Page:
Japan seeks to ease radiation fears in shipping

By Randy Fabi and Chikako Mogi

SINGAPORE/TOKYO (Reuters) – Japan’s transport ministry on Friday sought to ease growing fears among global shipping lines on the safety and insurance issues of operating in Tokyo Bay, saying radiation at the country’s largest ports were at “very safe” levels.

At least two German shipping companies are avoiding Tokyo area ports due to radiation concerns from Japan’s quake-crippled Fukushima nuclear plant, sparking worries of new supply chain bottlenecks if others in the industry follow their example.

Radiation levels as of late Thursday in Tokyo’s port, located 240 km (150 miles) south of the plant, were below exposure levels the World Health Organization (WHO) considered normal, the ministry said.

“We are offering accurate and timely information. We ask that services to Tokyo and Yokohama ports continue, based on rational and scientific judgment,” a ministry official said.

Yokohama is Japan’s largest port, handling 271 million deadweight tons of cargo in 2010, while Tokyo was No. 4 with 156 million, according to Lloyd’s List Intelligence.


Shipping companies have also reconsidered their operations in eastern Japan because they were likely to be held financially responsible for any radiation injuries linked to Japan’s nuclear crisis.

“All P&I insurance clubs have similar rules that excludes nuclear crisis coverage,” said Satoshi Kurata, assistant manager for underwriting at the Japan P&I Club, one of many groups globally that provide protection and indemnity coverage to shipowners.

“If anything connected to the nuclear crisis occurs, then the shipowner should make a claim to the Japanese government.”

Hapag-Lloyd, the world’s fifth-biggest container shipper, and container ship operator Claus-Peter Offen have stopped going to Tokyo and Yokohama for the time being.

Rival shipping company Hamburg Sued had suspended calls at the two ports but resumed trips there on Thursday.

Some industry officials believed the German companies were overreacting and did not see other firms diverting their cargoes away from Tokyo.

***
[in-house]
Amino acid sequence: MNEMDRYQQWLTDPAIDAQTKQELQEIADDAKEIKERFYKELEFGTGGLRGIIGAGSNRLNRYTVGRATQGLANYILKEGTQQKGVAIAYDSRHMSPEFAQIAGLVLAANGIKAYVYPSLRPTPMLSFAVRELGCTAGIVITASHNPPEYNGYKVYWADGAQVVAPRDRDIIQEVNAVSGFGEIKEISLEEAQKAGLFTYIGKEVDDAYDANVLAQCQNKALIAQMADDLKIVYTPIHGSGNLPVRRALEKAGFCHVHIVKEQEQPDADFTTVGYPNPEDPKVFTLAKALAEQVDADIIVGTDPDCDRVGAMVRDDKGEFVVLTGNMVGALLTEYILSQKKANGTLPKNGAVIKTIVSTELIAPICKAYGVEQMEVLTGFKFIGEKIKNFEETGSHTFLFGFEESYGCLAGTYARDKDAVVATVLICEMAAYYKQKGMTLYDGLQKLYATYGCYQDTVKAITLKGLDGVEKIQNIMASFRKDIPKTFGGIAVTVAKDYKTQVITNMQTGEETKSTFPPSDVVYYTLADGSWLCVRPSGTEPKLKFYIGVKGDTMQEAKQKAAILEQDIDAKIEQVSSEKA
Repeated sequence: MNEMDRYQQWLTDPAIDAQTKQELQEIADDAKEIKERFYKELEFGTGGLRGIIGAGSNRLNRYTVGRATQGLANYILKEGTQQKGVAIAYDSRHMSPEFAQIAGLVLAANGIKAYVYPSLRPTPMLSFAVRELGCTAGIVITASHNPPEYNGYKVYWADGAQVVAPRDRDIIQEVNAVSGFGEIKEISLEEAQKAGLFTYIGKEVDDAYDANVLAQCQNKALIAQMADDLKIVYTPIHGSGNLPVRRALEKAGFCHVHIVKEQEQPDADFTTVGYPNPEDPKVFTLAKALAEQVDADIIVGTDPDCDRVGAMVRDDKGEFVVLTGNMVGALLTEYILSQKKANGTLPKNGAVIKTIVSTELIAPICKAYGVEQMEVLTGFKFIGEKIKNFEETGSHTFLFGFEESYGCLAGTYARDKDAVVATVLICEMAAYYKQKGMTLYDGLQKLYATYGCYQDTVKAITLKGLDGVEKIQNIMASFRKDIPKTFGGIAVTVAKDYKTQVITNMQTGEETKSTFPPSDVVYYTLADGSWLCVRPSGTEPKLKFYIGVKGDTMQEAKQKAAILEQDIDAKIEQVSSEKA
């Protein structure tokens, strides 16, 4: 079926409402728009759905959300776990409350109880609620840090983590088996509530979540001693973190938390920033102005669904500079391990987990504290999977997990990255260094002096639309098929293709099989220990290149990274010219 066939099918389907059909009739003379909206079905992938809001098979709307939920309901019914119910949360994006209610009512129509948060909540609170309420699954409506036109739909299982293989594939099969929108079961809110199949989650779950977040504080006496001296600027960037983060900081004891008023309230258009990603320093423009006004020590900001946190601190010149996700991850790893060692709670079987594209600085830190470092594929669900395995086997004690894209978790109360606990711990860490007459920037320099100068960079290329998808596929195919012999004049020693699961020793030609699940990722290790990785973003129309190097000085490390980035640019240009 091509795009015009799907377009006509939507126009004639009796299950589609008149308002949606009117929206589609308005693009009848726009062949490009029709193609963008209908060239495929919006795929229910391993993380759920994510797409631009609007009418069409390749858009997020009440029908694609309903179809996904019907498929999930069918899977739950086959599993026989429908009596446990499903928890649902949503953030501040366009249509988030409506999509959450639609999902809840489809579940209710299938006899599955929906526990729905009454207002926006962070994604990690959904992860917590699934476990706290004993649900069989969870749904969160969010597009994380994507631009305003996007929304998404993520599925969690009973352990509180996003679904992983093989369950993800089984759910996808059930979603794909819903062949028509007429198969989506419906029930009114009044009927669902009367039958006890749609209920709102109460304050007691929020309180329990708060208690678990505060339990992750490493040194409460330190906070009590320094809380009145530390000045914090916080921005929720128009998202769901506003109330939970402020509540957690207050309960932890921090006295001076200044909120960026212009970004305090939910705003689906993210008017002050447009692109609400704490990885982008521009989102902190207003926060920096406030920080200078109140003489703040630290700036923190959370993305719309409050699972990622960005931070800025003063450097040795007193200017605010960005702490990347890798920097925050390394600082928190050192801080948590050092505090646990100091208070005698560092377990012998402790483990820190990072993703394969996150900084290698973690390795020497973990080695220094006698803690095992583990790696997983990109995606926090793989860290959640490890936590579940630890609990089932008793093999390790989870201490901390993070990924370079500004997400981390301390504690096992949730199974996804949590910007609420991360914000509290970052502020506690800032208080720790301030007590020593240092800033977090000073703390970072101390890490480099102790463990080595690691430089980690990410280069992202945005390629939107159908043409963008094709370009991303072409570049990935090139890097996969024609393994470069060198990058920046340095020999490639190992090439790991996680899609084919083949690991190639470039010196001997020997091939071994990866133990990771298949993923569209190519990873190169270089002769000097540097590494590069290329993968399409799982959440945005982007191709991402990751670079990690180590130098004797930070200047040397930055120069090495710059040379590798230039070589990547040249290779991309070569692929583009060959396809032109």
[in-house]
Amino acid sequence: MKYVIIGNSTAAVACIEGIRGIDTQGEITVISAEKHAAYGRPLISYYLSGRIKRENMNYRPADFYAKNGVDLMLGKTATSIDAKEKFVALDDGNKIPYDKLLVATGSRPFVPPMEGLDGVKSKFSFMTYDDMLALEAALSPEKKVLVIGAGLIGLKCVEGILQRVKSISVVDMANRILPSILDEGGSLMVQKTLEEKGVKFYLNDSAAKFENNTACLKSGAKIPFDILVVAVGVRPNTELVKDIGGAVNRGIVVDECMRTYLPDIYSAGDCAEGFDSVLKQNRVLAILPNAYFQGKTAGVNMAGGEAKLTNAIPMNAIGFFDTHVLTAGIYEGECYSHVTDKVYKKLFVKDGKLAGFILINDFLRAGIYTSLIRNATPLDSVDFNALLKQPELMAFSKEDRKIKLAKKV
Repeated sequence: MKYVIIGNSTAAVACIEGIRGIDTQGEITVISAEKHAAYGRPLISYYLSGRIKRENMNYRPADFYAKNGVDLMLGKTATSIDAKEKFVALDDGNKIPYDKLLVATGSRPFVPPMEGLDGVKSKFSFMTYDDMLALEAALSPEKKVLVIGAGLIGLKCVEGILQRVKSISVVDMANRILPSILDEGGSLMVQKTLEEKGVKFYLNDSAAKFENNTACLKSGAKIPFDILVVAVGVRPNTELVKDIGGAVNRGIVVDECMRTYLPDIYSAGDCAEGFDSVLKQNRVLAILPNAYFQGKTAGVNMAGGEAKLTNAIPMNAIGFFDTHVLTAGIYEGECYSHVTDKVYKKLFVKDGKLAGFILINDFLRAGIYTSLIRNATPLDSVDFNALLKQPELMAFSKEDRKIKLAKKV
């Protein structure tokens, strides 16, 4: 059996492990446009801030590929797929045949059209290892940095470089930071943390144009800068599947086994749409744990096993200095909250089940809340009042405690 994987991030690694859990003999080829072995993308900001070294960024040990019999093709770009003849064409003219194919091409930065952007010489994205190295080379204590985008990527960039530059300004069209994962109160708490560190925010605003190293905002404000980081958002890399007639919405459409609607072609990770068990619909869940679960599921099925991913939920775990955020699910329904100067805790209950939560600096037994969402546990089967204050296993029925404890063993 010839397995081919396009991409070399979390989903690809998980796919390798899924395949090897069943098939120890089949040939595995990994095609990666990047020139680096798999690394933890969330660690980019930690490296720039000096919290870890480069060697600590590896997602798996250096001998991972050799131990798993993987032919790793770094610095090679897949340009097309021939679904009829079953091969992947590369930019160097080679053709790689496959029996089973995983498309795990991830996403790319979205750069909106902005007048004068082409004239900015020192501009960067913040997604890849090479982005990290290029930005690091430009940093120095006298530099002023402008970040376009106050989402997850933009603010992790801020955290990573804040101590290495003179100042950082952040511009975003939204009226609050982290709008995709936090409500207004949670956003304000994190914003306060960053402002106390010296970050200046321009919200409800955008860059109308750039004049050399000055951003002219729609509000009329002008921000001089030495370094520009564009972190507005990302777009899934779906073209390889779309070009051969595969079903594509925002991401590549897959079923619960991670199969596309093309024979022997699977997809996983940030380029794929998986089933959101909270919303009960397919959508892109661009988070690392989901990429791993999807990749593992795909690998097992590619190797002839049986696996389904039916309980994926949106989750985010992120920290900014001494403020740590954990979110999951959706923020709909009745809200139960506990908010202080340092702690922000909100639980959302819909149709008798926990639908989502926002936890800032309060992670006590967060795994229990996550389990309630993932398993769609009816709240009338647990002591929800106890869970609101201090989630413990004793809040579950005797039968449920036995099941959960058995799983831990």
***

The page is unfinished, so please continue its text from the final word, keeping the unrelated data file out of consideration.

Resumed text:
“It seems to me that the reaction is a little overblown,” said Arthur Bowring, managing director of the Hong Kong Shipowners Association. “After speaking to a few members, they are just keeping well off the East Coast, but Tokyo Bay should not be a problem.”

Experts say radiation leaking from the Japanese plant is still mainly below levels of exposure from flights or dental and medical x-rays.

Chinese officials, however, have detected what it said were “abnormal” radiation levels on a Japanese merchant ship entering the port at Xiamen in eastern Fujian province.

The report did not say how high the radiation levels were on the ship, which belongs to Mitsui O.S.K. Lines, or whether it had been turned away, Xinhua news agency reported.

WHO, the United Nation’s International Maritime Organization, and the International Atomic Energy Agency have advised that maritime operations could continue as normal at seaports not damaged by the tsunami.

The March 11 disaster did less damage to Japan’s port infrastructure than initially expected, with most of the supply chain problems located at railways, roads and factories.

All key Japanese seaports damaged by the March 11 disaster were now operational for recovery and reconstruction efforts.

“Fifteen of 15 ports in the afflicted area are usable. Multi-purpose piers are partly available, excluding Aomori port,” the ministry said.

The estimated $300 billion damage from the quake and tsunami makes this the world’s costliest natural disaster, dwarfing Japan’s 1995 Kobe quake and Hurricane Katrina in New Orleans in 2005.

(Reporting by Randy Fabi in Singapore and Chikako Mogi in Tokyo; Editing by Ed Lane and Jo Winterbottom)

Japan seeks to ease radiation fears in shipping